Nutrition for Golfers by The Club at Olde Cypress
By Melissa Hansen
Ask any golfer about their golf clubs, balls, or attire, and chances are you will have a spirited conversation. But there is an even more crucial necessity for improving your golf game and lowering your handicap: food. Yes, proper nutrition can affect your performance on the course. Here are some simple nutrition tips to improve your eating habits (before, during, and after your game) to maximize energy and avoid injury:
Drinking water is the best way to hydrate, but there are plenty of flavored sports drinks with electrolytes that will do the trick. These beverages not only quench your thirst but also prevent headaches and muscle cramping.
Fluid intake amounts vary depending on the climate where you are playing. Here in Naples, Florida, the beautifully warm weather coupled with exertion contributes to excessive sweating, which of course, leads to dehydration. Generally, try to drink two cups of water before your tee time and about six cups during the round. Add a good reusable bottle to your golf bag to keep your water deliciously cold. Vacuum-insulated stainless steel or plastic Nalgene bottles are best.
Coffee lovers will be glad to learn that nutritionists approve of one pre-round cup of coffee, as long as you substitute low-fat or skim milk for cream. The caffeine intake will boost your alertness and concentration.
Your mother may have told you that breakfast is the most important meal of the day, and she was right. A nutrient-rich breakfast consisting of lean protein, carbohydrates, and healthy fats is the best way to get ready for your day on the links. For example, omelets or scrambled eggs with vegetables, whole grain bread, reduced-fat Greek yogurt, avocado, fruit, and nuts are all excellent choices before playing golf. Sorry, no sugary donuts or greasy meats allowed.
Pack a Snack
A typical golf round is approximately four hours, so plan ahead. Pack a banana, dried fruit, nuts, or even half a sandwich with peanut butter, almond, or hazelnut spread. Avoid chips and candy, as they contribute to bloating, lethargy, and weight gain. Extra pounds will slow you down.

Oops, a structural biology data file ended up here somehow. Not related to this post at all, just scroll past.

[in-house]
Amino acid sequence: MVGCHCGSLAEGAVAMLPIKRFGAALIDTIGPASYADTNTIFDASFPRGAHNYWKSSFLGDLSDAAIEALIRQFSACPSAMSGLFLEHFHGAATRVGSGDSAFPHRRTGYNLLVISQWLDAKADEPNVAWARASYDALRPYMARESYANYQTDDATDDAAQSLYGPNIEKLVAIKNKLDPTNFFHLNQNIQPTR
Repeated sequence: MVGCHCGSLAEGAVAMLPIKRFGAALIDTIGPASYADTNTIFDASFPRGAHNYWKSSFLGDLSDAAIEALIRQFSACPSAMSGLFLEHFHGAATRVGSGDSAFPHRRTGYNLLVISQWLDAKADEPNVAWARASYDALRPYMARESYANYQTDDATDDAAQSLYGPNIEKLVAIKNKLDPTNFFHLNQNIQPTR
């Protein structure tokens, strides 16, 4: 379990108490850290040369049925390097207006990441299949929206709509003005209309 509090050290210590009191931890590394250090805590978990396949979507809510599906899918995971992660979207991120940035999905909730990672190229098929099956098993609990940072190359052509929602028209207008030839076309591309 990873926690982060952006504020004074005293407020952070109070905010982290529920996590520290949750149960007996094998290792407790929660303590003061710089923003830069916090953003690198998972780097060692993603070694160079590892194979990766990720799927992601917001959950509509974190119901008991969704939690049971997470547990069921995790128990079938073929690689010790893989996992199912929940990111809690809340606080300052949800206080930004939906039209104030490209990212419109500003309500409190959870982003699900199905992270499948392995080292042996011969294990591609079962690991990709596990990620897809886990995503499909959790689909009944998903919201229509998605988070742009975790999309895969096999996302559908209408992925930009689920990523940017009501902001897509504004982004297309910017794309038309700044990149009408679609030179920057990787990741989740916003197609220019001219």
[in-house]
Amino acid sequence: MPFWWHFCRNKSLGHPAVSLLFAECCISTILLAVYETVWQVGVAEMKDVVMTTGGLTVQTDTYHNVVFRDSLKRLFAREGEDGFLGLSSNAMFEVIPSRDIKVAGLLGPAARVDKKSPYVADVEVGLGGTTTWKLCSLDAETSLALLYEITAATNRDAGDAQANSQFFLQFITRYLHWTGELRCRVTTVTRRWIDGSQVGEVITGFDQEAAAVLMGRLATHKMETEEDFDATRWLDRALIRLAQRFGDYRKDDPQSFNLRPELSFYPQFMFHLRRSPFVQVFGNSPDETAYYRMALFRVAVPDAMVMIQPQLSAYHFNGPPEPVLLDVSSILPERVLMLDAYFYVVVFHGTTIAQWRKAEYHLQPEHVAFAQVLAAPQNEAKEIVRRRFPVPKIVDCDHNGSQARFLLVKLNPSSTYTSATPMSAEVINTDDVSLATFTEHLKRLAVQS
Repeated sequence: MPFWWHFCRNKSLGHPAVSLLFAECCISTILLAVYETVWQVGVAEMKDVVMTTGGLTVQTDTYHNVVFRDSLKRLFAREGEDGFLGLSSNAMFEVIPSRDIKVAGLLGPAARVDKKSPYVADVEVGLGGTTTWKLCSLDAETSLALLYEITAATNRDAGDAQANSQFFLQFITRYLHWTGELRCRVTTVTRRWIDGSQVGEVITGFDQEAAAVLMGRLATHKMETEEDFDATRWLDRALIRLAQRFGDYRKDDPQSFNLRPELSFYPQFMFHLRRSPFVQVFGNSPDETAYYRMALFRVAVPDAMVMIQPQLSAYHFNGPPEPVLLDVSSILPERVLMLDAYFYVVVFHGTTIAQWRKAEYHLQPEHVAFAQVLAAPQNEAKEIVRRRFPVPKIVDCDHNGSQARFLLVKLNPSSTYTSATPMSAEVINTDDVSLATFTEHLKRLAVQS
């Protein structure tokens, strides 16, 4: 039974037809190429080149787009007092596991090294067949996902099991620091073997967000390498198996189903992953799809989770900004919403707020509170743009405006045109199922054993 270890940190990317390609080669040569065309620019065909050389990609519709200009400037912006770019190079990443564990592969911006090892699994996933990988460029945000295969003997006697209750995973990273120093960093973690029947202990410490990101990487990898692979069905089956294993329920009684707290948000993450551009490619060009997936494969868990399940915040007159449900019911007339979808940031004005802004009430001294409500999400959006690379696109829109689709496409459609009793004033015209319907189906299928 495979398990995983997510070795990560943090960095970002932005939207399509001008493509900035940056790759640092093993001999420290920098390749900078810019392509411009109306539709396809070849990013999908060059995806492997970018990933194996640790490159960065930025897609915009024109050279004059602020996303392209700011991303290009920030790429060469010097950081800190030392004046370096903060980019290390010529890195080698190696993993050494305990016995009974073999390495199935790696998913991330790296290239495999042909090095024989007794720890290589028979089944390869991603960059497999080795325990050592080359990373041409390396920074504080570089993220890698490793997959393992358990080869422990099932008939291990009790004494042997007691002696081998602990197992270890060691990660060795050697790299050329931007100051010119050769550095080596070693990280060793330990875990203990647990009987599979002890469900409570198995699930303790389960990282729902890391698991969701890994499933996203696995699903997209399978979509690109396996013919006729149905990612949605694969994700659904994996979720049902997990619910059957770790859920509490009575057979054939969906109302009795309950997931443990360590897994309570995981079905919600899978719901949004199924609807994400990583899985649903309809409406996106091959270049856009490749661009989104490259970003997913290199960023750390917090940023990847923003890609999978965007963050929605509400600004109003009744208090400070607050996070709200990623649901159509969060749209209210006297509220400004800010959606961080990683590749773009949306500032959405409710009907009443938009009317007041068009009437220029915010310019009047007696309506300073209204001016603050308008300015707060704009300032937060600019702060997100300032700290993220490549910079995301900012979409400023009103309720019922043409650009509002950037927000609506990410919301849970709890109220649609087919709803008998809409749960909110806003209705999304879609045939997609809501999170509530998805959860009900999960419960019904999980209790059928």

An excellent, packable snack for your golf outing is no-bake energy balls. You can find a variety of easy recipes online. Many snack balls have an oatmeal base with honey as a sweetener and options for mix-ins, such as seeds, dried raisins, or cranberries. These nutritious treats stay well in the refrigerator and can be frozen for months.
Healthy eating is essential after your golf game too. The proper diet will replenish your energy reserves and help your muscles recover. Although it may be tempting to drink an icy cold beer after a round, it is not a good idea; the drink actually promotes dehydration.
The general principles of good nutrition apply to post-game lunches and dinners. Plan your menu with foods with high protein, carbohydrates, minerals, and vitamins. For example, grilled chicken, salmon, turkey burgers, salad, steamed or roasted vegetables, and sweet potatoes are delicious options. Avoid sodium-laden, processed, and fried foods.
Do you want to continue socializing after your golf game? Don't feel like cooking? Visit the clubhouse at Olde Cypress and enjoy one of our restaurants for a thirst-quenching beverage, snack, light bite, or full meal. Our superb chef expertly prepares delicious, healthful meals with the finest fresh ingredients.
It is easy to give yourself a competitive edge in golf: play regularly, hydrate, and eat nutritiously. This regimen has added benefits; it will help control your weight and boost your fitness level, energy, concentration, and heart health. Bon Appetit!